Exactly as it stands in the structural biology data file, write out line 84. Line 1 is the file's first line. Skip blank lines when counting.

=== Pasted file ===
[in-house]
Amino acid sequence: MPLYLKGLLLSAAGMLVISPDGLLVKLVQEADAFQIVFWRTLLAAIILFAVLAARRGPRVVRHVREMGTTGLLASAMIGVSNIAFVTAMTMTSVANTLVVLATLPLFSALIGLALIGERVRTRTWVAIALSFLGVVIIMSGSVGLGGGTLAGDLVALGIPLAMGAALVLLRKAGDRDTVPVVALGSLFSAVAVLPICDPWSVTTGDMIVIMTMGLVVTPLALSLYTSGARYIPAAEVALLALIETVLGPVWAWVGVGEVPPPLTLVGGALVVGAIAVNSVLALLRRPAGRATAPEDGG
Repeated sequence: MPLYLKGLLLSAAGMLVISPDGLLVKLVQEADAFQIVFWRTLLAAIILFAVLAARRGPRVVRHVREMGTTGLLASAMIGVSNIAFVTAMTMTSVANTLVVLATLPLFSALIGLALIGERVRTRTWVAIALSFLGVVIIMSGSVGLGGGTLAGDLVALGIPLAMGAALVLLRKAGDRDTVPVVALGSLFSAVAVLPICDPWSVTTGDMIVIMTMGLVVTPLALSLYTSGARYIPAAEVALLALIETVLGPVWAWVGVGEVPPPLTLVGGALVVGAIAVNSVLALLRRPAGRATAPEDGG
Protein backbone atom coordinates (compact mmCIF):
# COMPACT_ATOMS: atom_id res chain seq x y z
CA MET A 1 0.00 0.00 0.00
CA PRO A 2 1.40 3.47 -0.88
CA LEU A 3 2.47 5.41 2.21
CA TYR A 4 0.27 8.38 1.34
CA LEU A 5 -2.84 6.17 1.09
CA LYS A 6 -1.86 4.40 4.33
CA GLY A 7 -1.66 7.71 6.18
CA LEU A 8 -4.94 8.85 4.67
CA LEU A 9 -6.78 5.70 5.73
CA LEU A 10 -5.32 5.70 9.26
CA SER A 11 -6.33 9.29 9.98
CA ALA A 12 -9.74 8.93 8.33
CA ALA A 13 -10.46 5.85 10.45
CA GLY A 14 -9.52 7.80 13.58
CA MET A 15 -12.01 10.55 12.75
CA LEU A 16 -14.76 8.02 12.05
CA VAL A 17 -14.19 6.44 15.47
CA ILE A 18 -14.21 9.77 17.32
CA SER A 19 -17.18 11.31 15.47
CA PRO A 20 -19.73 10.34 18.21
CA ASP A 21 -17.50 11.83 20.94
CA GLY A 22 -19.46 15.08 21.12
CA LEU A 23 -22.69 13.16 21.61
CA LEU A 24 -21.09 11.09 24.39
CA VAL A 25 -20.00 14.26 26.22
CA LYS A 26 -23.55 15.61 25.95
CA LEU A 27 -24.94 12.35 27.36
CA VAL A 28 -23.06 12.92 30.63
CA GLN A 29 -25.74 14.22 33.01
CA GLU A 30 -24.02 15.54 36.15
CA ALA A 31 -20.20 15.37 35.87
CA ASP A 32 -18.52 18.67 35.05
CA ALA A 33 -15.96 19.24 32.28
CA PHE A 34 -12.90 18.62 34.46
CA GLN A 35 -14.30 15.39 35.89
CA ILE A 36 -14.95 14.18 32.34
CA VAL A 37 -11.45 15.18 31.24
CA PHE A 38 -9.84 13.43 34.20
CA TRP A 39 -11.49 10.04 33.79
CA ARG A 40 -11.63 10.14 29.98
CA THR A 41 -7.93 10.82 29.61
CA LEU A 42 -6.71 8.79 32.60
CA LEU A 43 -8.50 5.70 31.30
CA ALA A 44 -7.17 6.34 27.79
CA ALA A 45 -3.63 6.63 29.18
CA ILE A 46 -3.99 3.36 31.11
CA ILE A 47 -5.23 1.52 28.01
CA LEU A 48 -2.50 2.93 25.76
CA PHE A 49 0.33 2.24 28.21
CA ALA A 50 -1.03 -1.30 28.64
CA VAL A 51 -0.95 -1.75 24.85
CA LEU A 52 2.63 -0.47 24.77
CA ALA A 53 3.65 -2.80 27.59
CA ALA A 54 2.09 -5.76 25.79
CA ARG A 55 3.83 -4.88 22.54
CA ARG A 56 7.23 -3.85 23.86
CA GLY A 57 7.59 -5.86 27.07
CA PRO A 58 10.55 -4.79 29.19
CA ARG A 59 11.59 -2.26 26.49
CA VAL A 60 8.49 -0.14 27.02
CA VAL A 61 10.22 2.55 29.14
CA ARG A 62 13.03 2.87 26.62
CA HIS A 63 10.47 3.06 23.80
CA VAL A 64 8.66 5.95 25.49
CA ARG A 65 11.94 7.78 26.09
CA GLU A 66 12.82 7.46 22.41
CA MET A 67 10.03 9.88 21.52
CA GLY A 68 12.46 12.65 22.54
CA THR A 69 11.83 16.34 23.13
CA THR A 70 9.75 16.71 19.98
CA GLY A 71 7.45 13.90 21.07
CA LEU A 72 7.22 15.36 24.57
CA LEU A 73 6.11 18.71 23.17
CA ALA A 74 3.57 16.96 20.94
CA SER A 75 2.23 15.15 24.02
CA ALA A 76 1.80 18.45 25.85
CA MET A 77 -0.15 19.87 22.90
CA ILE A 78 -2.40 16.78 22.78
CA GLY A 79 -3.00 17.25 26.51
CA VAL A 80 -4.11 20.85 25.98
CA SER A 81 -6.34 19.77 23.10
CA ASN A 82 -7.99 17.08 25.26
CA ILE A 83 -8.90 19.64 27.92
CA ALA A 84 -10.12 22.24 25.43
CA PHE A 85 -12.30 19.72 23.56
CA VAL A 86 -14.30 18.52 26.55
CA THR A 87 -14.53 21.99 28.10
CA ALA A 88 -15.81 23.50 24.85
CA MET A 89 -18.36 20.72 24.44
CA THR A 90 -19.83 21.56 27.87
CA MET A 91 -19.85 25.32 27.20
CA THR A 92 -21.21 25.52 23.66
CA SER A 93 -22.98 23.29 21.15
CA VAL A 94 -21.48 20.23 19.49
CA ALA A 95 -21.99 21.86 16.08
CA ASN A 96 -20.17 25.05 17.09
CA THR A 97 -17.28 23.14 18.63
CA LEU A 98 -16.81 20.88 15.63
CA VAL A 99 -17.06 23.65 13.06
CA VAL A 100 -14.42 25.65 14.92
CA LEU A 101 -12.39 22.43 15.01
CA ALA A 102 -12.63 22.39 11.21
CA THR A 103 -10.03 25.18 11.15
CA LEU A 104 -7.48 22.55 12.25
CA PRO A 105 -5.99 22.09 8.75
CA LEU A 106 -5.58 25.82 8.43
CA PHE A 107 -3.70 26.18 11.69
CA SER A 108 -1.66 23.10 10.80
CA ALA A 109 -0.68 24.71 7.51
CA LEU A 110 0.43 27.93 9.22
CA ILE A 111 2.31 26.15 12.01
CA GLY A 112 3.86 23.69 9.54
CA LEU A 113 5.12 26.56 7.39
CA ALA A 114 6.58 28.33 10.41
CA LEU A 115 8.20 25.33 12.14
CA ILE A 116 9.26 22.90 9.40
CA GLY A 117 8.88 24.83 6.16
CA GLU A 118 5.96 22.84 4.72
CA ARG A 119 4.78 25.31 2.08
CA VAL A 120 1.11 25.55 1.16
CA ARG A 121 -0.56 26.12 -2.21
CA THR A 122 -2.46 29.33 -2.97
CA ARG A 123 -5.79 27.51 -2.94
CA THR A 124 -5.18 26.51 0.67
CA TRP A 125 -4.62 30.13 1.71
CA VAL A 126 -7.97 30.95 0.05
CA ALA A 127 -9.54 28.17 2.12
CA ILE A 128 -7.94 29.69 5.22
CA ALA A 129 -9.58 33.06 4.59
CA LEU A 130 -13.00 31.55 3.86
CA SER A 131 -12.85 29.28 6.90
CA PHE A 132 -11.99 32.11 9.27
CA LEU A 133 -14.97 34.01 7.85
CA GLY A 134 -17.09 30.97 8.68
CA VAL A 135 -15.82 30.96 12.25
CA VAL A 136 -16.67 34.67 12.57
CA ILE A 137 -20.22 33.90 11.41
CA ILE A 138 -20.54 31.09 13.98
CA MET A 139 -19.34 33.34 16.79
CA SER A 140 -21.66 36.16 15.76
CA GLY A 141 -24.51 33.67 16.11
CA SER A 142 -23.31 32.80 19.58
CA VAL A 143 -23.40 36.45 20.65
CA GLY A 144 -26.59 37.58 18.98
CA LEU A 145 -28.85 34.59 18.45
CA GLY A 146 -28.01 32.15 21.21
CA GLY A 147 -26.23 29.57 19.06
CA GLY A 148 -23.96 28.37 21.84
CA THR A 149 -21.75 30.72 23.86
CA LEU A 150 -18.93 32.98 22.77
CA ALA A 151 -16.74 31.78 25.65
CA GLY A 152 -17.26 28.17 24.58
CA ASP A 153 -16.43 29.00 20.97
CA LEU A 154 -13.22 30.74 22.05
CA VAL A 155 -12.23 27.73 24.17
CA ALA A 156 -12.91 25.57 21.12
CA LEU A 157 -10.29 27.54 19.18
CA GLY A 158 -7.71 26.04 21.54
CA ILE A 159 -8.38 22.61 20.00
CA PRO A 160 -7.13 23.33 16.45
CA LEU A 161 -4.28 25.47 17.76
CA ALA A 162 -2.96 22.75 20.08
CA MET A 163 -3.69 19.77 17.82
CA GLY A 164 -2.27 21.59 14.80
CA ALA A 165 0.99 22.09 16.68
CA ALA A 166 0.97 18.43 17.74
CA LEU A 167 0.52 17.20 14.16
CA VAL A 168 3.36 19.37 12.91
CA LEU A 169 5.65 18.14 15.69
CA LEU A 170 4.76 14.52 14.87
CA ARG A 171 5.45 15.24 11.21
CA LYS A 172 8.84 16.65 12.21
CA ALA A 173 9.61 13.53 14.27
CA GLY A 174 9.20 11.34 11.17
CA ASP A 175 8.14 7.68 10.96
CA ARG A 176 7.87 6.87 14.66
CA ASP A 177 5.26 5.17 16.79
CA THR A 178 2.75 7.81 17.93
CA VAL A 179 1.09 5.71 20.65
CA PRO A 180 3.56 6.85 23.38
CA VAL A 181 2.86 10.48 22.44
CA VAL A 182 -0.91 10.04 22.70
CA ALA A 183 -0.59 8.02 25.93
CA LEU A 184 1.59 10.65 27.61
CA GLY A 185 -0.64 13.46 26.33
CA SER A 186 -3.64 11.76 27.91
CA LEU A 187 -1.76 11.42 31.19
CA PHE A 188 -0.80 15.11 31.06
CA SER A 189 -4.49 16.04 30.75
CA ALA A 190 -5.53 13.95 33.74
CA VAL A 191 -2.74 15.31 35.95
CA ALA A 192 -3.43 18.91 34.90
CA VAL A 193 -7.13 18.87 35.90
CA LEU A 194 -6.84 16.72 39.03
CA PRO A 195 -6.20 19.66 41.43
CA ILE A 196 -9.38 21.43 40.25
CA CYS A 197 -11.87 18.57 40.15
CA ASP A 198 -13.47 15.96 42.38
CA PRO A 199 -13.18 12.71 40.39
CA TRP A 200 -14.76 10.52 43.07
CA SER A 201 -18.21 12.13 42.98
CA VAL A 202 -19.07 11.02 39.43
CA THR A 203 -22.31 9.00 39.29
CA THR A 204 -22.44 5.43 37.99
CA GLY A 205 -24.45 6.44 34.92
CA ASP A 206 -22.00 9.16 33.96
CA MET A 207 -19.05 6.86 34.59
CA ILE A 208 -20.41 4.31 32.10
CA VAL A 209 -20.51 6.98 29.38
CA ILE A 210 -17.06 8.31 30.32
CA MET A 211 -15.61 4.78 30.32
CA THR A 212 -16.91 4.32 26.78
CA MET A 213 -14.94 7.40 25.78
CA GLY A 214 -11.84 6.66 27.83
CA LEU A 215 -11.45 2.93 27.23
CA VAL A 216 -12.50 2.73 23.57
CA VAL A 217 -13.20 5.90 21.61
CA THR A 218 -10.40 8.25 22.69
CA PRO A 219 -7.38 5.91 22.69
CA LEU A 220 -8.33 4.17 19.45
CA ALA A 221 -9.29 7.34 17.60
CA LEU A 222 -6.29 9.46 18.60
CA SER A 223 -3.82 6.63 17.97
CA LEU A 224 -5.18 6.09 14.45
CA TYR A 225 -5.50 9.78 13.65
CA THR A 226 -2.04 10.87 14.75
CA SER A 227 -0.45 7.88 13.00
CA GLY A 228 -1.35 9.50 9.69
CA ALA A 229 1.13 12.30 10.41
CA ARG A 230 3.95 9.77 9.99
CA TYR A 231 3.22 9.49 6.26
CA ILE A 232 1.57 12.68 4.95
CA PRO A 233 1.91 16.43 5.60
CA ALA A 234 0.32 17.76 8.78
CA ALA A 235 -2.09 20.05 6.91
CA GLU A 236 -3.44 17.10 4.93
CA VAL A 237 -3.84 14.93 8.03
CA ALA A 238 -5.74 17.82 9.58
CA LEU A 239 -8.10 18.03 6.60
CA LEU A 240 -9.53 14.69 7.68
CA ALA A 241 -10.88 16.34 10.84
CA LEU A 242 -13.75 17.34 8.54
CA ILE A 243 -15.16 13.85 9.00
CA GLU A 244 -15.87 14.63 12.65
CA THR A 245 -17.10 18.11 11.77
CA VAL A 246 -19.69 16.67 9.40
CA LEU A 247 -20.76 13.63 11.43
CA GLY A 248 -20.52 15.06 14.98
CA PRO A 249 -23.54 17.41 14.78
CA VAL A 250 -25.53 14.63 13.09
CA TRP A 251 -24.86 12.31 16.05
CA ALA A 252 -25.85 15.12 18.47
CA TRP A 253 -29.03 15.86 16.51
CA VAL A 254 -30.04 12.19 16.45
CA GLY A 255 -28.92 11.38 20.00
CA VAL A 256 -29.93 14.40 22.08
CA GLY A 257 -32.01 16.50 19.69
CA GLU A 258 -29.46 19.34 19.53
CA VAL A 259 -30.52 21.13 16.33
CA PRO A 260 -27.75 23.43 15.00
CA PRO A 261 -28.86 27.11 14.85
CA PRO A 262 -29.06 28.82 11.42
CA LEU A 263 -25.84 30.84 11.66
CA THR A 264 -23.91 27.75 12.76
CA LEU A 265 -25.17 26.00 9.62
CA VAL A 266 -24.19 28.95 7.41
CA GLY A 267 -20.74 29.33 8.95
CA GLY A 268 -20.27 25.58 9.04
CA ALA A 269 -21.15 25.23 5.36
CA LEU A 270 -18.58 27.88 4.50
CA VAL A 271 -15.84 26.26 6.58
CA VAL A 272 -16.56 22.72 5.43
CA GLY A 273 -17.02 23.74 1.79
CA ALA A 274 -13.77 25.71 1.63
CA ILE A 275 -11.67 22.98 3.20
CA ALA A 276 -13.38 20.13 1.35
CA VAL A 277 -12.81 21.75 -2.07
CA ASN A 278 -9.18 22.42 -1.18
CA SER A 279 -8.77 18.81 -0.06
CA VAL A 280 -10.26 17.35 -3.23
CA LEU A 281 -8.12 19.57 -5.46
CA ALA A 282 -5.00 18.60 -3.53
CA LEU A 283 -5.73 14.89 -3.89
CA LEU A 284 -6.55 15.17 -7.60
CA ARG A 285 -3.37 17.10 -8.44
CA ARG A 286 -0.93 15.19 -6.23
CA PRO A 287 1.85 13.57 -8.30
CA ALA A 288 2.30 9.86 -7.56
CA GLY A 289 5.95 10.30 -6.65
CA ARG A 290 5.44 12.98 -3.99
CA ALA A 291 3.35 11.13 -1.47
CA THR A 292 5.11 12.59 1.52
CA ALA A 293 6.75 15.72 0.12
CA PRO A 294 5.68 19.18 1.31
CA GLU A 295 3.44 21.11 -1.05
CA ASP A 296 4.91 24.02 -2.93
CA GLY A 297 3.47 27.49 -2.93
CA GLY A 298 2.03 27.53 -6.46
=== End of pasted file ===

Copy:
CA GLY A 79 -3.00 17.25 26.51